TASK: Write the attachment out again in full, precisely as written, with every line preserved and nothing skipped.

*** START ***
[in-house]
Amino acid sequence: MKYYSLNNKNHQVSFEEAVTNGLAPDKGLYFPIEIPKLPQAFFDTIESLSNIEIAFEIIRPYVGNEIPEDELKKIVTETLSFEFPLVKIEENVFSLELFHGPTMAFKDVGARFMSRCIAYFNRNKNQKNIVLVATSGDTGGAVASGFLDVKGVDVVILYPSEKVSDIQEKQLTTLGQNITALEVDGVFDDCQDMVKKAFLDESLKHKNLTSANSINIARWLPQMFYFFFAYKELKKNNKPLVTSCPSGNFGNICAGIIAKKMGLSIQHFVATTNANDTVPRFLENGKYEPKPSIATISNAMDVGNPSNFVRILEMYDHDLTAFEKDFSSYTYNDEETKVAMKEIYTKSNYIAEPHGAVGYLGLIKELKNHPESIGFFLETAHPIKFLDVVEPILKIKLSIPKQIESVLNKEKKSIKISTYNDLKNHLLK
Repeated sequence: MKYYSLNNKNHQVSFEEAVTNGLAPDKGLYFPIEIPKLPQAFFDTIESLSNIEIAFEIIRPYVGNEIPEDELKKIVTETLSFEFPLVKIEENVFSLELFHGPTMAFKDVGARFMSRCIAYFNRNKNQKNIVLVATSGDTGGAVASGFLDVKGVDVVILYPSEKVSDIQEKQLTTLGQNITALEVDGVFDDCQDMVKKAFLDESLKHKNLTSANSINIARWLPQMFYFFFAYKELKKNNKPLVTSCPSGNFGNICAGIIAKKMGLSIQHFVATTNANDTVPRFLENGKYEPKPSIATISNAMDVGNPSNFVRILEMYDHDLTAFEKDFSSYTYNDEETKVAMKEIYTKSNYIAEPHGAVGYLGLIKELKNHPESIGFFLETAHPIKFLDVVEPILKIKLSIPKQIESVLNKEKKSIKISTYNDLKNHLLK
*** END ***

[in-house]
Amino acid sequence: MKYYSLNNKNHQVSFEEAVTNGLAPDKGLYFPIEIPKLPQAFFDTIESLSNIEIAFEIIRPYVGNEIPEDELKKIVTETLSFEFPLVKIEENVFSLELFHGPTMAFKDVGARFMSRCIAYFNRNKNQKNIVLVATSGDTGGAVASGFLDVKGVDVVILYPSEKVSDIQEKQLTTLGQNITALEVDGVFDDCQDMVKKAFLDESLKHKNLTSANSINIARWLPQMFYFFFAYKELKKNNKPLVTSCPSGNFGNICAGIIAKKMGLSIQHFVATTNANDTVPRFLENGKYEPKPSIATISNAMDVGNPSNFVRILEMYDHDLTAFEKDFSSYTYNDEETKVAMKEIYTKSNYIAEPHGAVGYLGLIKELKNHPESIGFFLETAHPIKFLDVVEPILKIKLSIPKQIESVLNKEKKSIKISTYNDLKNHLLK
Repeated sequence: MKYYSLNNKNHQVSFEEAVTNGLAPDKGLYFPIEIPKLPQAFFDTIESLSNIEIAFEIIRPYVGNEIPEDELKKIVTETLSFEFPLVKIEENVFSLELFHGPTMAFKDVGARFMSRCIAYFNRNKNQKNIVLVATSGDTGGAVASGFLDVKGVDVVILYPSEKVSDIQEKQLTTLGQNITALEVDGVFDDCQDMVKKAFLDESLKHKNLTSANSINIARWLPQMFYFFFAYKELKKNNKPLVTSCPSGNFGNICAGIIAKKMGLSIQHFVATTNANDTVPRFLENGKYEPKPSIATISNAMDVGNPSNFVRILEMYDHDLTAFEKDFSSYTYNDEETKVAMKEIYTKSNYIAEPHGAVGYLGLIKELKNHPESIGFFLETAHPIKFLDVVEPILKIKLSIPKQIESVLNKEKKSIKISTYNDLKNHLLK